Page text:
lauantai 19. maaliskuuta 2011

REVIEW - WWF WrestleMania Challenge (1990)

GENRE(S): Sports / Fighting
RELEASED: November 1990

Try to keep up with me on this one. First, there was this game called WWF WrestleMania, made by Rare for the NES. In 1990, Rare developed a sequel to the game called WWF WrestleMania Challenge. In 1991, another game called WWF WrestleMania was made by Twilight Games for the most popular home computers at the time, and published by Ocean Software. The European Commodore 64 version of the game was called - drum roll, please - WWF WrestleMania Challenge. This home computer game was the first wrestling game I ever played, and I avoided wrestling games for the longest time because of it. The NES game has some advanced qualities over its predecessor... which go to waste in an utterly frustrating, nearly unplayable game almost on par with Ocean's title when it comes to the most rotten eggs in wrestling game history. Did I already mention it has a certain, ugly rainbow logo on it?

Rude awakening

The game looks quite good, actually. It totally differs from its predecessor in both sprite size and angle, as the playfield's now isometric. The background music constantly switches between the theme songs of the wrestlers involved in the match. Or some tunes resembling them, they're not really recognizable apart from Savage's "Pomp and Circumstance". The theme song of the game is very vintage, yet quite flat David Wise.

Let's go over the few things I like about WWF WrestleMania Challenge rather quickly. It's a quite advanced wrestling game considering that it was the second licensed one ever released. There are stamina meters for each wrestler, indicating when you should go for a pinfall, and no time limit to any match. In theory, the moveset is larger. You have two different grapple moves, which are dependent on whether you attack your opponent from the front or back. You can do dropkicks off a basic stance, and attack grounded enemies. Also, apart from the tournament from the previous game returning, tag team matches are possible, as well as classic Survivor Series 3-on-3 elimination matches. This is all really dandy. Top the theoretical enhancements with one of the all-time greats, The Ultimate Warrior, being the game's title screen mascot instead of the usual Hulkster - however, Hulk has larger presence than anyone else on the box art. That's how it used to be - no casual wrestling fan would have bought a WWF game if Hulk's picture was not on it.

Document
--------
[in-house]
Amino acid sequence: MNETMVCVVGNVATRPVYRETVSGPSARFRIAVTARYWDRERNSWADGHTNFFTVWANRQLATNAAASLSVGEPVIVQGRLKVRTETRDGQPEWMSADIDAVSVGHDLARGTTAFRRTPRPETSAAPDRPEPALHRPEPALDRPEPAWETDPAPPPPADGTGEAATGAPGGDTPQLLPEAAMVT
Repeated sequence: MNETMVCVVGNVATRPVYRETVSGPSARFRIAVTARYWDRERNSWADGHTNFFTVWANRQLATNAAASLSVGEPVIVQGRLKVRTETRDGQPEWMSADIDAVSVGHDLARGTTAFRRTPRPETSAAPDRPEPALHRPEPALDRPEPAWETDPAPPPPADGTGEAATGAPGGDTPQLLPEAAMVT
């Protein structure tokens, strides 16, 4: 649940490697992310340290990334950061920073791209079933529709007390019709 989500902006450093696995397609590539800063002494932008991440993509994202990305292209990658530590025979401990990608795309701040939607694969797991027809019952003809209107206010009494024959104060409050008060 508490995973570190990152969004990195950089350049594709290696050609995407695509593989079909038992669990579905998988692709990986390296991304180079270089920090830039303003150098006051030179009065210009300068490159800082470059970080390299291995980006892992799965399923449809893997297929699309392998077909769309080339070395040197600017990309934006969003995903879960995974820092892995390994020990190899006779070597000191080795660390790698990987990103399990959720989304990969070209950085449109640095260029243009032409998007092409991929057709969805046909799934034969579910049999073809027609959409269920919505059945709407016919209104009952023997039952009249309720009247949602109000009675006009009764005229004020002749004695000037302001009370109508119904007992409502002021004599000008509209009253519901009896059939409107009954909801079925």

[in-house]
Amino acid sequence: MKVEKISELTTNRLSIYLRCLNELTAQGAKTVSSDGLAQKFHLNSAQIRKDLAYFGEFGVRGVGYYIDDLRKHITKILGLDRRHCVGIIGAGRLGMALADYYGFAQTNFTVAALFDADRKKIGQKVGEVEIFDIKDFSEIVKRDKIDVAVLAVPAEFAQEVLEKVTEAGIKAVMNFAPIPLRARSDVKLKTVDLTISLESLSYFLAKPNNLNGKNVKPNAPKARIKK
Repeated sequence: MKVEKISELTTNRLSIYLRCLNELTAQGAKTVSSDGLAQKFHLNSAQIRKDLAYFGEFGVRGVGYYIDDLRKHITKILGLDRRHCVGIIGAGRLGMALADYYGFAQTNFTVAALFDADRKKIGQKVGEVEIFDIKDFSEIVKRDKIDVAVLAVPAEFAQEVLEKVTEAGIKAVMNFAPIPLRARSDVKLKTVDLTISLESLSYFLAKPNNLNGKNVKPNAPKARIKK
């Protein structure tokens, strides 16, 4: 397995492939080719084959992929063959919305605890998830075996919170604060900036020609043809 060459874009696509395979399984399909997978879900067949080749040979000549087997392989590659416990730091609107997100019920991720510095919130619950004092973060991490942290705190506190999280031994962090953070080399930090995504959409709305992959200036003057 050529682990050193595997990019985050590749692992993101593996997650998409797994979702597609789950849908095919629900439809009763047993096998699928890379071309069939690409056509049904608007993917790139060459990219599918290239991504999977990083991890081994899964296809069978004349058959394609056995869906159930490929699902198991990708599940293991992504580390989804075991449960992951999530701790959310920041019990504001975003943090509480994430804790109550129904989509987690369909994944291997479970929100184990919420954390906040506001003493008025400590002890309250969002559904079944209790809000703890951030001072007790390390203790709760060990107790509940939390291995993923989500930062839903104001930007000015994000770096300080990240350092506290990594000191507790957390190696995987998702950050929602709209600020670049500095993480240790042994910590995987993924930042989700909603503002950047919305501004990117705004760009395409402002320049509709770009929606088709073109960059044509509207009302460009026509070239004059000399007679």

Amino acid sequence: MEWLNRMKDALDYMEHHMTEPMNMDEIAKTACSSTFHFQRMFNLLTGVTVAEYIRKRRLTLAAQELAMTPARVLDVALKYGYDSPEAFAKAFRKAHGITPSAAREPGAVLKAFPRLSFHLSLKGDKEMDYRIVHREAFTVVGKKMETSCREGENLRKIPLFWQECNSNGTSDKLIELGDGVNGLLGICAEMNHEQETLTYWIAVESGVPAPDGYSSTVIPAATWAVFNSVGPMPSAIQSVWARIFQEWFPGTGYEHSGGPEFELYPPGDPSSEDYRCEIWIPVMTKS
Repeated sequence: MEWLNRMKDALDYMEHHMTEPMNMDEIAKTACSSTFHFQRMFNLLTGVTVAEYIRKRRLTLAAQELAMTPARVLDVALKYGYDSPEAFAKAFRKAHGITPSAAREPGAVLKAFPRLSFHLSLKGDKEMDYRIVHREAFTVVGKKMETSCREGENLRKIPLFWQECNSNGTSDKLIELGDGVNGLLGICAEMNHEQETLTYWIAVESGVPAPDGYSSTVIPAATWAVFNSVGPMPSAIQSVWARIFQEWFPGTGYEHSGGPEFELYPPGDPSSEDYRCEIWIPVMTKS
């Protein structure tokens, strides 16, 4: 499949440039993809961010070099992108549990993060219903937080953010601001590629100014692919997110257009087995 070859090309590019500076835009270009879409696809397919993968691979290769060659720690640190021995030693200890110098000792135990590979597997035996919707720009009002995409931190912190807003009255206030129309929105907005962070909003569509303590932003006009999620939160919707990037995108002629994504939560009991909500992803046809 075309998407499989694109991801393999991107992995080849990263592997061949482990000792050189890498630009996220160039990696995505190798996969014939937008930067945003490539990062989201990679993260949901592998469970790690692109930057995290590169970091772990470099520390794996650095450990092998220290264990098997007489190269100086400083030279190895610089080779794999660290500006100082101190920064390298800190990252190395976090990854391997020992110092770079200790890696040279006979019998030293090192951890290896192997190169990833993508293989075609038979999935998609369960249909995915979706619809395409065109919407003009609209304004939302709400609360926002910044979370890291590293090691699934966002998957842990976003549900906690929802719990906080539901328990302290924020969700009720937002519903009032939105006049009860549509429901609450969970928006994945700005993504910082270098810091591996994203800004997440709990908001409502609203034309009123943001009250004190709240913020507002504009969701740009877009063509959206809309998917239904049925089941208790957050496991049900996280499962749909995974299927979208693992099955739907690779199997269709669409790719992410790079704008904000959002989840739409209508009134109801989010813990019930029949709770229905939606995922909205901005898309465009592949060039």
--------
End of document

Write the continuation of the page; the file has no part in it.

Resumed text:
Now THAT'S gotta sting.
The main eventers from the unforgettable WrestleMania VI are indeed in the game, and joined by another mixed bag of six wrestlers: "Macho King" Randy Savage, Ravishing Rick Rude, Big Boss Man, Hacksaw Jim Duggan, Brutus "The Barber" Beefcake and Andre the Giant. Personally, I would've replaced Beefcake with Jimmy Snuka, but I guess he was deemed too old (in many senses) to appear in the game. Or Rowdy Roddy Piper. Or Dusty Rhodes, seeing that the guy actually defeated Savage in WrestleMania VI, fair and square. I also think that a game that focuses on tag team action is kind of incomplete without Demolition or the Hart Foundation. But I guess it's just me. In addition, there's a generic wrestler that is supposed to be you. You can't customize him in any way, not even his name this time around.